Search results

Help Support Muzzle Loading Forum:

  1. S

    why difference in powder charge?

    Here's a link to an analysis of New Principles of Gunnery by Robins done by a modern mathematician which is very interesting. I find it more useful. http://arc.id.au/RobinsOnBallistics.html Spence
  2. S

    why difference in powder charge?

    Here's a straightforward consideration of the question of barrel length and percentage of powder burned from An Essay on Shooting by Wm. Cleator in 1789. He references the Royal Society study and conclusions. ******************* From the theory we have just given a detail of, it appears that the...
  3. S

    why difference in powder charge?

    A very good summation, Gus. Please let me pick one small nit. Oxygen does not, can not burn. It is a great enabler of burning in other materials, but it is totally incapable of burning, itself. Spence
  4. S

    Smoothbore handgun with shot....

    I've taken a few squirrel with my 20 gauge flintlock pistol, 8" barrel. I had no trouble developing an adequate pattern, the problem is velocity, power, penetration. I have to get very close, less than 10 yards for a clean kill. I've found I need at least 40 grains 3F Goex, 45-50 is better, and...
  5. S

    Colonial meat care in hot weather

    I did a mule deer hunt for 17 days in the mountains of northeast Nevada, shot my buck on the second day. My host and hunting partner is a very experienced western hunter and has a very efficient way of handling a carcass. He skinned my deer right away, washed it down, bagged it in a porous cloth...
  6. S

    Colonial meat care in hot weather

    I don't know about an outbreak in Appalachia, but here's a report of one in western Kentucky in 1997. ***************************** August 1997 Doctors in Kentucky have issued a warning that people should not eat squirrel brains, a regional delicacy, because squirrels may carry a variant of mad...
  7. S

    Colonial meat care in hot weather

    Mad squirrel disease is officially Creutzfeldt-Jakob disease in humans. It's caused by the same type of agent that causes mad cow disease, scrapie in sheep, chronic wasting disease in deer and kuru in humans. Not the same as the raccoon parasite. Spence
  8. S

    Jacks Battle Powder accuracy

    Off topic for a little historic tidbit. This thread on battle powder reminds me of an advertisement from 1771 which has always puzzled me. THE SOUTH CAROLINA GAZETTE; AND COUNTRY JOURNAL December 17, 1771 ….japanned tea trays and waiters, guns, battle gunpowder, double and single F ditto, shot...
  9. S

    Saw handle flintlock gun

    Beautiful. Do you have any idea of the age? They were mentioned quite early in the colonies. The South-Carolina GAZETTE February 5, 1753 CHARLES-TOWN Taken out of the subscriber's house on the bay, on Saturday the 27th of January , a cutlass with a basket hilt, and a pistol, the back like a...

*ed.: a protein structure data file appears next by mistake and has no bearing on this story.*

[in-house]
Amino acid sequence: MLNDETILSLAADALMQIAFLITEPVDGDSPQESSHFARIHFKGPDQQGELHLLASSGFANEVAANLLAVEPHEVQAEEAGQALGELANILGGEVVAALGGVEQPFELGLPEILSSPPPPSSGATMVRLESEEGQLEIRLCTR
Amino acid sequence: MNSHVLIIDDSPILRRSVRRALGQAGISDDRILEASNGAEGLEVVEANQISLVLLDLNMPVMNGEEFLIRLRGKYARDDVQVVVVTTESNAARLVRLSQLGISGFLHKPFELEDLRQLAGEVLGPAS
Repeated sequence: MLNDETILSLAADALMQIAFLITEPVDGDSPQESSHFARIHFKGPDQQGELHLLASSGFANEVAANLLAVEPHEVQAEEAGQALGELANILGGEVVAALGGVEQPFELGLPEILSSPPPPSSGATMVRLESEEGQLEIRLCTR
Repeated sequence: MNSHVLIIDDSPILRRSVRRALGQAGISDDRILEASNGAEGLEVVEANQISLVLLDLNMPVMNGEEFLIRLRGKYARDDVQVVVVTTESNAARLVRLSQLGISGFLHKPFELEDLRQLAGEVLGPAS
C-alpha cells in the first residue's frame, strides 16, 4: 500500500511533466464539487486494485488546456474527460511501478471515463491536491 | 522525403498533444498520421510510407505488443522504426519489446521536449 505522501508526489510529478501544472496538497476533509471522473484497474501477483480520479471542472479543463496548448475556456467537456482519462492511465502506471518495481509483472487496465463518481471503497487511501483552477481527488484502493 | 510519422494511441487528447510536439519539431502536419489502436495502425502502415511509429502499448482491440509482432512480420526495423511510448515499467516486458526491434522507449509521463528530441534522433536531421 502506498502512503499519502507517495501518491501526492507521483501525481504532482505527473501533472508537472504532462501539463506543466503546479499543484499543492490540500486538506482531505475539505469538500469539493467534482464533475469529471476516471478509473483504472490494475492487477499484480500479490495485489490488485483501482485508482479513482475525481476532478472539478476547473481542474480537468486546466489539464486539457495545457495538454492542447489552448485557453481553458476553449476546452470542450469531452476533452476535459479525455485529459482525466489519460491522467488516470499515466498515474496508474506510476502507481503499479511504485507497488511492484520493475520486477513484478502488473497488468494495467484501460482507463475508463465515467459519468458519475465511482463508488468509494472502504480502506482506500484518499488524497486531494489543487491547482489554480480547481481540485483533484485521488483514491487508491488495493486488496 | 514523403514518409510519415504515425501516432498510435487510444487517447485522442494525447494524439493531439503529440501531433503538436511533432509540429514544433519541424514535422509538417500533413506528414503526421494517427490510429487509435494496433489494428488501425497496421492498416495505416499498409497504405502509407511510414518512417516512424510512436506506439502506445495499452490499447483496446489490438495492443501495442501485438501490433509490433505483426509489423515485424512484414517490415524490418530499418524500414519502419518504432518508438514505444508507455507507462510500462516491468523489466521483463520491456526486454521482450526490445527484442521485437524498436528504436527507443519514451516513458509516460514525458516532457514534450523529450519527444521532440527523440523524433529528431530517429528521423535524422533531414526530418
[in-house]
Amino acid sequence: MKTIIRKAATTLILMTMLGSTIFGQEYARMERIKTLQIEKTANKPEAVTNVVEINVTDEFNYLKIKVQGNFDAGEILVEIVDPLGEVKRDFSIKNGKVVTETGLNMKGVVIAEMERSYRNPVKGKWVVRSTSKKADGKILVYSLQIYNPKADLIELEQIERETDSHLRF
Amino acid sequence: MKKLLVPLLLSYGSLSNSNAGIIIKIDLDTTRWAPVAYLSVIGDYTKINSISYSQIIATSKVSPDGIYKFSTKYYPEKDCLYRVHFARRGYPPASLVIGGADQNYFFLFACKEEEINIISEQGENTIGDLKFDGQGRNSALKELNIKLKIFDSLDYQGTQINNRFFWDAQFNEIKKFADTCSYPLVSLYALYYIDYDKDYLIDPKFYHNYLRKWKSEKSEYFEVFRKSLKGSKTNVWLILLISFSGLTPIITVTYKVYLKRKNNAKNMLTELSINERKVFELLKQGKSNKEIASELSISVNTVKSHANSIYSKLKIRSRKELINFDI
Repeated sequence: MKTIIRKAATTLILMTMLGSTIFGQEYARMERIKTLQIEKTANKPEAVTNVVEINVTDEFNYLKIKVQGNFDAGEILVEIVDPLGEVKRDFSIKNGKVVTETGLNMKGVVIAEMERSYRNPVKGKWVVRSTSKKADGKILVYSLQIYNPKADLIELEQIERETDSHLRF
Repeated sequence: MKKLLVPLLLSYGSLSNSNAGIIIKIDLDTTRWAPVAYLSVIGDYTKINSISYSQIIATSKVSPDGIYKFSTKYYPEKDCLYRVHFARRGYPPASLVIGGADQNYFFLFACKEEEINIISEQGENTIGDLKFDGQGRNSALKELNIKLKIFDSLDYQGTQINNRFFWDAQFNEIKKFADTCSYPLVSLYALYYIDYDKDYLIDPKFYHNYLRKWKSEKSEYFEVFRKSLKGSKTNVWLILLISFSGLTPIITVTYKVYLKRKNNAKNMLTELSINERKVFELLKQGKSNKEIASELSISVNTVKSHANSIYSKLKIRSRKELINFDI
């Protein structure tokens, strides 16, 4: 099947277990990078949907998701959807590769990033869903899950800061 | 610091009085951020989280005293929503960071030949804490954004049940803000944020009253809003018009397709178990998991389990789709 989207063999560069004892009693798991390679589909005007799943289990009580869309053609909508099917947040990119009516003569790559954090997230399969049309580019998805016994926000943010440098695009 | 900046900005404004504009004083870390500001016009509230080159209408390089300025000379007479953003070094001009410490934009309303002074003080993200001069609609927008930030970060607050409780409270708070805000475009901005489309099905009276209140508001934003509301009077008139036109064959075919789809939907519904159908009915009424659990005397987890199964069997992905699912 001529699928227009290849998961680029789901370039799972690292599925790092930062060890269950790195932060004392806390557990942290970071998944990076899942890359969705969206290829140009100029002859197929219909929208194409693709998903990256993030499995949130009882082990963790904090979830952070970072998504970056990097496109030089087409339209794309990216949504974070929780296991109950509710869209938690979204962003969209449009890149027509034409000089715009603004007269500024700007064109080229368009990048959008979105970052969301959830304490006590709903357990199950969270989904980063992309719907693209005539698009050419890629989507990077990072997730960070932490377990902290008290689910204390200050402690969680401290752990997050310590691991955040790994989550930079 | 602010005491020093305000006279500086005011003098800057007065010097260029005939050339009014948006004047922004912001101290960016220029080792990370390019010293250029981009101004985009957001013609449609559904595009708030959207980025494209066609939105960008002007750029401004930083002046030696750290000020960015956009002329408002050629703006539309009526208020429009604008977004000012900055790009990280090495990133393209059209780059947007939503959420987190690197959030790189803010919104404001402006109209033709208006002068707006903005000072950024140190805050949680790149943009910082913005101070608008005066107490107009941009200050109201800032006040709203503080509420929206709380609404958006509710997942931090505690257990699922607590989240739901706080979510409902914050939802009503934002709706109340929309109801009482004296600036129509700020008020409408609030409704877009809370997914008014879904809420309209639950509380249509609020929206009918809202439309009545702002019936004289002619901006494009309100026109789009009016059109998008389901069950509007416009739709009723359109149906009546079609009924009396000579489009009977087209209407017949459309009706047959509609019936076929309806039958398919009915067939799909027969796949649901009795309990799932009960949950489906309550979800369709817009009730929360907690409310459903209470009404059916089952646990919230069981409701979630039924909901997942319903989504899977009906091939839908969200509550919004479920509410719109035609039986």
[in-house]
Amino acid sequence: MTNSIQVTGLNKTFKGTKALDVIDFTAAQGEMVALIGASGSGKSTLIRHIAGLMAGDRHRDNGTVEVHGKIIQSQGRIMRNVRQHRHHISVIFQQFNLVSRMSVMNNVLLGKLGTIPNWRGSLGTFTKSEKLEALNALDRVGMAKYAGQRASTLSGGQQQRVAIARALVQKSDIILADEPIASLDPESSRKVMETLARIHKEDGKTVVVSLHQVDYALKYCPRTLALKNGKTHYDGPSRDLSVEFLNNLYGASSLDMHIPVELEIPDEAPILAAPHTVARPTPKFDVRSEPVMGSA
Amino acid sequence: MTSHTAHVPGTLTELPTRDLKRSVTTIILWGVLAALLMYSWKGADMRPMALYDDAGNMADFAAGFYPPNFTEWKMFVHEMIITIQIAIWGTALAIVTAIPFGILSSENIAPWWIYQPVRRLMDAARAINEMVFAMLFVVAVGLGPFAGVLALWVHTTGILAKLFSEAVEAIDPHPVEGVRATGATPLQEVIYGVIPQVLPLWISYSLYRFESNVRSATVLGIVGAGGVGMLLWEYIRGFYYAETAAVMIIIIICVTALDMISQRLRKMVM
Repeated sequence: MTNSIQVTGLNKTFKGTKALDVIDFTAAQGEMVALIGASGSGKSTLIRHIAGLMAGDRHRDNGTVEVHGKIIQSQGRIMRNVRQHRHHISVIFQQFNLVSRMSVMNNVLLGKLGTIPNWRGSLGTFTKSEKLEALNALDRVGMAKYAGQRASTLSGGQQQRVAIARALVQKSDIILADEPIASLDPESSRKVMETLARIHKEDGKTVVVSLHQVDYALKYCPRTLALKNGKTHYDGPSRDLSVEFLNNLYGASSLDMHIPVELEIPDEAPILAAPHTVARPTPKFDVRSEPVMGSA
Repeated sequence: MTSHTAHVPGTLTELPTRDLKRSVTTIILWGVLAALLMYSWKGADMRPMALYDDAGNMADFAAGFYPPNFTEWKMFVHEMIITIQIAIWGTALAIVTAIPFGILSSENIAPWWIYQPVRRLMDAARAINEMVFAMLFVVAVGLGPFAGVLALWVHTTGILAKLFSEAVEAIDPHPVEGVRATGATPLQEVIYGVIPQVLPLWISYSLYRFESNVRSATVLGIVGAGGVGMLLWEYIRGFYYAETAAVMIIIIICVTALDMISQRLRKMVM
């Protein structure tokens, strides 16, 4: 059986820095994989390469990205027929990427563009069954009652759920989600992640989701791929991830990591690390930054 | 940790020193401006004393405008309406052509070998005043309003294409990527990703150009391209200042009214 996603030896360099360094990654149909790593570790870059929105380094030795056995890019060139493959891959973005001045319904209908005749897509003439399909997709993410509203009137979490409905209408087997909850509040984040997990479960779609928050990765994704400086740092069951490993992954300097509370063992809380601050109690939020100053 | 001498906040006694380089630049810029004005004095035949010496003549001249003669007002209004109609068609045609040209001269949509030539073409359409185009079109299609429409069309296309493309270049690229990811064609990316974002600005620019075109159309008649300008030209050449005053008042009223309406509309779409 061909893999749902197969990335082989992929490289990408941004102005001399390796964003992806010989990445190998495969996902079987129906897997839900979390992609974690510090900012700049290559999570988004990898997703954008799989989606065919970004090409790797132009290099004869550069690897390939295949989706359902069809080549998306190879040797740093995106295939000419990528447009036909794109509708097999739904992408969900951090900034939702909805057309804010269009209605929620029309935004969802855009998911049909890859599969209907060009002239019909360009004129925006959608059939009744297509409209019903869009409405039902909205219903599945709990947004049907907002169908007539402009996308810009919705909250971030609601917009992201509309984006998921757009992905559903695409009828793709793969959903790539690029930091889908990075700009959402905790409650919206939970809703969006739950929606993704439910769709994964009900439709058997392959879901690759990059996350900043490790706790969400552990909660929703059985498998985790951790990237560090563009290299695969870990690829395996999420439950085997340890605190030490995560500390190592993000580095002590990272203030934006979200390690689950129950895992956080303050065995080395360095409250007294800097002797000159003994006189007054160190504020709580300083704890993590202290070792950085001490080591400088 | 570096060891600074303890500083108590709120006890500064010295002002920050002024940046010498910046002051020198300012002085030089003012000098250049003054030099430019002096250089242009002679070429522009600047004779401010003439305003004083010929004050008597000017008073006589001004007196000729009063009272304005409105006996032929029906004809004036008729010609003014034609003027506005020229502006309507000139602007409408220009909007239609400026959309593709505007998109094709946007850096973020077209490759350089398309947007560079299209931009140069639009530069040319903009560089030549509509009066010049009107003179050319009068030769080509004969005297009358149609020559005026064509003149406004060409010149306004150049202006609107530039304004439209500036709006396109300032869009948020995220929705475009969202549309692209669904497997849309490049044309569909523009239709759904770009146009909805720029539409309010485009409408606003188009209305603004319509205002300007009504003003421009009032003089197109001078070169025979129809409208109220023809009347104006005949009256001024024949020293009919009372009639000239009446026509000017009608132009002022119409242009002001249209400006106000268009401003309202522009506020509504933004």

10. S

    Black walnuts

    I have a lot of black walnuts in my yard and we make good use of them. Every time there is a bumper crop we process a bunch for eating/baking. We do it all by hand, just as our parents and grandparents did, country folks all. Vacuum packed and frozen they last forever. I've also used the...
  11. S

    Need help with my new hat.

    There is frequently mention or "button and loop" used in cocking civilian hats in the early literature. Here's my take on it done with marline. It makes it easy to change from brim-up to flopt hat, as they would say, In the Reenacting section, Clothing, 'More on early period hats' thread I...
  12. S

    More on early period hats

    Here's a list of hat descriptions gleaned from 18th-century documents, mostly the newspapers. It concerns civilian hats and does include cocking, etc., but a lot of other things as well. a Felt Hat, covered with an Oil Cloth a fur hat a coarse hat, with two buttons, one on the crown, the other...
  13. S

    .45 caliber RB enough for deer?

    nightwolf1974, I'm sorry your thread was ruined, but in my opinion it brought up something more important than your original question. Any time a hunter says, as pamtnman did, "For whatever reason, only two of the dozens of whitetails I shot at close range with my long friend Pedersoli .45...
  14. S

    .45 caliber RB enough for deer?

    How about it, pamtnman, are those links available? Spence
  15. S

    Late Lancaster Style W/Lots of Bling

    Yes, I'm glad to see yours, mine was the only one I had seen before that. I have often wondered if there were any built with that feature in the day. Spence
  16. S

    .45 caliber RB enough for deer?

    I'm not Skychief, but I would like to have that link to headless turkeys flying around if it's not too much trouble. Spence
  17. S

    Knapping hammer

    I usually use the back of a knife blade, but this little brass hammer, the head just 1" long, and the nail with a step both work quite well. Spence
  18. S

    Late Lancaster Style W/Lots of Bling

    Louis Smith, Johnson City, TN, about 1970: Spence
  19. S

    Traditional Knapping Hammers?

    Something they called "gun hammers" were frequently advertised. The South-Carolina GAZETTE October 29, 1753 CHARLES-TOWN B & NEYLE, have just imported, in the Alexander, Capt. Carking, from London.... black Pepper and Spices, F and FF Gun powder, all sorts of Shot and Bullets, very neat fowling...
  20. S

    Spanish Moss Wad Materiel

    Daniel Trabue, Westward into Kentucky Taking shelter in a rockhouse during a rain in 1779-1780: "There was Dry leaves and sticks under our shelter. I stoped the tuch hole of my gun with tallow and then did ketch fire and we made up a fire and Dryed our selves." Spence
Top